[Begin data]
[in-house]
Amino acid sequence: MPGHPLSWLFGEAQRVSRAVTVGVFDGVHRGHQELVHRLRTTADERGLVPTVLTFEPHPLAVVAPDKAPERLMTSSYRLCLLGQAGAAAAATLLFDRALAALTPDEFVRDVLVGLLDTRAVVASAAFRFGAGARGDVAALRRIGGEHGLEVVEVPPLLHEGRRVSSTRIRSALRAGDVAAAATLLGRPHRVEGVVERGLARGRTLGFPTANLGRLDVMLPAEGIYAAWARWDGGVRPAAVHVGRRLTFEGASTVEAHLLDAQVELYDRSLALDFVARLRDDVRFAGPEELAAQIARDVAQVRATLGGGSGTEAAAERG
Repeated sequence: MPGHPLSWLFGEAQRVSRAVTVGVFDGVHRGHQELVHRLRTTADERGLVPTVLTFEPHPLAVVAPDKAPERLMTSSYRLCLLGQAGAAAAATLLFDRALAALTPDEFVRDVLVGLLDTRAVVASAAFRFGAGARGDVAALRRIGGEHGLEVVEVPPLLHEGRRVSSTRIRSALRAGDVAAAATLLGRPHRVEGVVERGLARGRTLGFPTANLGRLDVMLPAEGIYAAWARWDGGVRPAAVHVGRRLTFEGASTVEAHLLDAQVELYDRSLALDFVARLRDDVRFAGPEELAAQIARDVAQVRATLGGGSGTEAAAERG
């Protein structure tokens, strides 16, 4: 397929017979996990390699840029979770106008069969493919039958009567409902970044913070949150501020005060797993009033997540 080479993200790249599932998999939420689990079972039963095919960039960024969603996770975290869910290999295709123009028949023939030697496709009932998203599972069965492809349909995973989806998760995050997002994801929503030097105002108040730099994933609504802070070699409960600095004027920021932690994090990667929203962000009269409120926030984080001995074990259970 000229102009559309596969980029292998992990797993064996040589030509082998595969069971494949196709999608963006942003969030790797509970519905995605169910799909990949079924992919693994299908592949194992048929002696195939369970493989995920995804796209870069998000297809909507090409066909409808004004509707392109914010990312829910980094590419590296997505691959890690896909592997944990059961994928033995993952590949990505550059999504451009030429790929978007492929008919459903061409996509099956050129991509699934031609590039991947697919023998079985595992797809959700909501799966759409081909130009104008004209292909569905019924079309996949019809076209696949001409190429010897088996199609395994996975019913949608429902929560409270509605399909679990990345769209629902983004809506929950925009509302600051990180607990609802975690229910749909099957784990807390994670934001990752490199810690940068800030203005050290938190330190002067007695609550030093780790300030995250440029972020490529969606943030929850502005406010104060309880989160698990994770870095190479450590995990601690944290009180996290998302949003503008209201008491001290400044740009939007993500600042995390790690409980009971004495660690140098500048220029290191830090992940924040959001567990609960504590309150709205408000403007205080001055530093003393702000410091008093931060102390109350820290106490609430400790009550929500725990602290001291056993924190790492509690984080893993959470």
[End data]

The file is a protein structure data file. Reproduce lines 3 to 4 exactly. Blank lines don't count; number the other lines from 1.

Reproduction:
Repeated sequence: MPGHPLSWLFGEAQRVSRAVTVGVFDGVHRGHQELVHRLRTTADERGLVPTVLTFEPHPLAVVAPDKAPERLMTSSYRLCLLGQAGAAAAATLLFDRALAALTPDEFVRDVLVGLLDTRAVVASAAFRFGAGARGDVAALRRIGGEHGLEVVEVPPLLHEGRRVSSTRIRSALRAGDVAAAATLLGRPHRVEGVVERGLARGRTLGFPTANLGRLDVMLPAEGIYAAWARWDGGVRPAAVHVGRRLTFEGASTVEAHLLDAQVELYDRSLALDFVARLRDDVRFAGPEELAAQIARDVAQVRATLGGGSGTEAAAERG
């Protein structure tokens, strides 16, 4: 397929017979996990390699840029979770106008069969493919039958009567409902970044913070949150501020005060797993009033997540 080479993200790249599932998999939420689990079972039963095919960039960024969603996770975290869910290999295709123009028949023939030697496709009932998203599972069965492809349909995973989806998760995050997002994801929503030097105002108040730099994933609504802070070699409960600095004027920021932690994090990667929203962000009269409120926030984080001995074990259970 000229102009559309596969980029292998992990797993064996040589030509082998595969069971494949196709999608963006942003969030790797509970519905995605169910799909990949079924992919693994299908592949194992048929002696195939369970493989995920995804796209870069998000297809909507090409066909409808004004509707392109914010990312829910980094590419590296997505691959890690896909592997944990059961994928033995993952590949990505550059999504451009030429790929978007492929008919459903061409996509099956050129991509699934031609590039991947697919023998079985595992797809959700909501799966759409081909130009104008004209292909569905019924079309996949019809076209696949001409190429010897088996199609395994996975019913949608429902929560409270509605399909679990990345769209629902983004809506929950925009509302600051990180607990609802975690229910749909099957784990807390994670934001990752490199810690940068800030203005050290938190330190002067007695609550030093780790300030995250440029972020490529969606943030929850502005406010104060309880989160698990994770870095190479450590995990601690944290009180996290998302949003503008209201008491001290400044740009939007993500600042995390790690409980009971004495660690140098500048220029290191830090992940924040959001567990609960504590309150709205408000403007205080001055530093003393702000410091008093931060102390109350820290106490609430400790009550929500725990602290001291056993924190790492509690984080893993959470």